Zaha Hadid, Installation view, Serpentine Sackler Gallery, London (8 December 2016 – 12 February 2017)
© Zaha Hadid Foundation. Image © 2016 Luke Hayes

Her words of 2007 sum up her approach: “I have always been interested in the concept of fragmentation and with ideas of abstraction and explosion, de-constructing ideas of repetitiveness and mass production. My work first engaged with the early Russian avant-garde; in particular with the work of Kasimir Malevich – he was an early influence for me as a representative of the modern avant-garde intersection between art and design. Malevich discovered abstraction as an experimental principle that can propel creative work to previously unheard levels of invention; this abstract work allowed much greater levels of creativity.”

Zaha Hadid, Installation view, Serpentine Sackler Gallery, London (8 December 2016 – 12 February 2017) © Zaha Hadid Foundation. Image © 2016 Hugo Glendinning

Zaha Hadid, Installation view, Serpentine Sackler Gallery, London (8 December 2016 – 12 February 2017)
© Zaha Hadid Foundation. Image © 2016 Hugo Glendinning

The show is supported by Swarovski and one of their board members, Nadja Swarovski, sums up their involvement: “We are pleased to be supporting the Serpentine Galleries for this exhibition. Swarovski was honoured to collaborate with Zaha for over a decade, creating an incredible body of work which ranged from lighting installations to sculpture, jewellery and home decor. Her vision always pushed us outside our comfort zone, and the results were breathtaking. I feel extremely privileged to have known her both as a friend and as a creative collaborator.”



BOOK REVIEW: Great Houses, Modern Aristocrats

Great Houses, Modern Aristocrats

Written by James Reginato, Foreword by Viscount Linley, Photographed by Jonathan Becker
Publisher: Rizzoli
ISBN: 978-0-8478-4898-0


The doors of some of the beautiful great homes of the UK and Ireland are opened in this book which celebrates both their history and the lives of the present day occupiers.  It celebrates great houses such as Blenheim Palace, Broughton Castle, Haddon Hall and smaller ones such as the Old Vicarage in Edensor which was the final home of the late Dowager Duchess of Devonshire.  We even visit the late 3rd Baron Glenconner’s homes on Mustique and St. Lucia and the Earl of Durham in Tuscany. The book is beautifully illustrated with some interiors revealed for the first time.  An absolute must have for those interested in history, interior design and people.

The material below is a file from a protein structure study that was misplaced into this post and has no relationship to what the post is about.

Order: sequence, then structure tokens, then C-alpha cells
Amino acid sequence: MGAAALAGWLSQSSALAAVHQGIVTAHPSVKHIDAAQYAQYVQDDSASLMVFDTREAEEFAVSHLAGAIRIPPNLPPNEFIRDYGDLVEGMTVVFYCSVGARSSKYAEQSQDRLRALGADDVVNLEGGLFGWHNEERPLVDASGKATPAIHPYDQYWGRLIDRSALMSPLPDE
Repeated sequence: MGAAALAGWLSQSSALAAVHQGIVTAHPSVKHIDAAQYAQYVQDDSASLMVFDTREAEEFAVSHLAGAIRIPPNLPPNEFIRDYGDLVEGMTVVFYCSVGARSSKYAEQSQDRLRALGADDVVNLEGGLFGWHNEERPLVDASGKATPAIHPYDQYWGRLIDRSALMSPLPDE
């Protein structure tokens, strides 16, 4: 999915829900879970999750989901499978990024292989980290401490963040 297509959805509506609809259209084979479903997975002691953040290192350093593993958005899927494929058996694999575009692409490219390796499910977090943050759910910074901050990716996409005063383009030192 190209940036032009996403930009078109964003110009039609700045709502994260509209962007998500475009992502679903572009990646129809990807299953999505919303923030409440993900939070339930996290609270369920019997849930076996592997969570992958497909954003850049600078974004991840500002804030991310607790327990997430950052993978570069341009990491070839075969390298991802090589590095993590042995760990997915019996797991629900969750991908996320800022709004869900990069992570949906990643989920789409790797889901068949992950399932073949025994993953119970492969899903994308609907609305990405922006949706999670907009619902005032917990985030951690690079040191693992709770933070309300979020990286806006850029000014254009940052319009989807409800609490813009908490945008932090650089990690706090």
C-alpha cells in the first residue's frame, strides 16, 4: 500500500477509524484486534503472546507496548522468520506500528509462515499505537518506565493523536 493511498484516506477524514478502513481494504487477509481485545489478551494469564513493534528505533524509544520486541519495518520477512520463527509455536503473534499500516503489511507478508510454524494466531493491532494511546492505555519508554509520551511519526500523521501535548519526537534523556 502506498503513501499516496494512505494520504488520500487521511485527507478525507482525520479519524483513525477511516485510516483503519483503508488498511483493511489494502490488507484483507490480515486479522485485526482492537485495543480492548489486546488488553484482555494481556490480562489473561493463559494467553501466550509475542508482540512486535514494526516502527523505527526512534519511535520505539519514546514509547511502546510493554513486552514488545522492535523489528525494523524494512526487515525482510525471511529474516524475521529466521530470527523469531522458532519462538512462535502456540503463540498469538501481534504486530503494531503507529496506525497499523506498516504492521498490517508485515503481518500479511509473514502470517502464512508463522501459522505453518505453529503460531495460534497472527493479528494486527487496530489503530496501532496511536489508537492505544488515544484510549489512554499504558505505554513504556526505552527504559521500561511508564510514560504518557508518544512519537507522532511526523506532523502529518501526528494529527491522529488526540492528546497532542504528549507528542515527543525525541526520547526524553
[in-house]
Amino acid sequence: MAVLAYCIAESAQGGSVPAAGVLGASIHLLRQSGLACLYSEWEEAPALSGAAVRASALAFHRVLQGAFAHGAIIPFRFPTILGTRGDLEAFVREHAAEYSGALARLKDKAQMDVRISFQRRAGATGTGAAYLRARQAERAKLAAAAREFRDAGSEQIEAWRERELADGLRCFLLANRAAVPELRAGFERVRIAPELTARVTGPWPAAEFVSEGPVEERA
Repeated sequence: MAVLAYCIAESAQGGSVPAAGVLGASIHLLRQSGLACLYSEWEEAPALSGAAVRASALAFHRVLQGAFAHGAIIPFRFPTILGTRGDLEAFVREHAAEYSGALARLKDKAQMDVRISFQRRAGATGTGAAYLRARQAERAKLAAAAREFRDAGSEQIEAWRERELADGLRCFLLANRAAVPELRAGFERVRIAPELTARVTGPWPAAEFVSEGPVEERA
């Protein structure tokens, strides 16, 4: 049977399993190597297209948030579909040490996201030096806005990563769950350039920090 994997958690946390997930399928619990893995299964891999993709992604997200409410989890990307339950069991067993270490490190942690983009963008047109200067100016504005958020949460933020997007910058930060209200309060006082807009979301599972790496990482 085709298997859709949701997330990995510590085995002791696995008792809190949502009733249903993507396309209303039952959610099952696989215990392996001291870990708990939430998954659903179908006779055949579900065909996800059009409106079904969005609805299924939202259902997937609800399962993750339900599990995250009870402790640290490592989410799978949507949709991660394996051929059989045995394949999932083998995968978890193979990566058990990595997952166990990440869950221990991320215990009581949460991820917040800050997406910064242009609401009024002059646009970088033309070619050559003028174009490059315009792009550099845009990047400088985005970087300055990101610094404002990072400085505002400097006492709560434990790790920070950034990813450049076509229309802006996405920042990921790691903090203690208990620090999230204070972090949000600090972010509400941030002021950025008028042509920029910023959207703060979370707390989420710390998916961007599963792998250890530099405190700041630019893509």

BOOK REVIEW: London Uncovered

London Uncovered: Sixty Unusual Places to Explore

Mark Daly (Author), Peter Dazeley (Photographer)
Publisher: Frances Lincoln


 This is a book for anyone who loves London as it takes us into sixty buildings and places which we may recognise but are probably ones that we may not have visited so far. Dazeley’s photography reveals the interiors of these intriguing spaces while Daley’s text gives the history and feel of the place.  A great combination and thanks to this book I now have many places to visit in the coming months and years which I feel sure I will want to return to.


The book’s sections are Historical Homes, Food and Drink, Palaces of Entertainment, Places of Worship, Remarkable Shops, Science and Education, Inns of Court and Unusual Museums.  What more could you ask for?




I thought I would share this press release with you:




27 St James’s Place, London SW1

Sunday 16th October 2016, 10.30am-5.30pm


This special Craftsmen Day gives visitors an opportunity to meet conservators, decorators and designers employed during one of the most remarkable restoration projects of the last century.

 On site to explain and demonstrate the techniques and materials will be:

  • Ben Bacon who carved copies of the original suites of furniture designed by Vardy and Stuart.
  • Alan Dodd the artist who recreated the trompe l’oeil effect on the staircase balustrade.
  • Peter Hare & Paul Humphreys of Hare & Humphreys responsible for architectural gilding of the fine rooms and restoration of the decorative plasterwork.
  • David Mlinaric who oversaw for the interior decoration of the State Rooms.
  • Dick Reid who carried out architectural carving, including the doorcases, and the elaborate marble copies of original chimney pieces.
  • Peter Schade who, with Ben Bacon, carved the large frames for the Cipriani and Hamilton paintings in the Great Room, copied from original Stuart frames at Althorp.
  • Peter Thuring, who gilded the copies of the original furniture, and conserved and reupholstered Stuart’s original suite of furniture in the Painted Room, on loan from the V&A.
  • David Wilkinson of Wilkinson plc who produced five Adam-style glass chandeliers.


Sunday 16th Oct, 10.30am-5.30pm (last entry 4.30pm)
Advance booking recommended, online at www.spencerhouse.co.uk or  020 7067 1958
Adults £14, concessions £12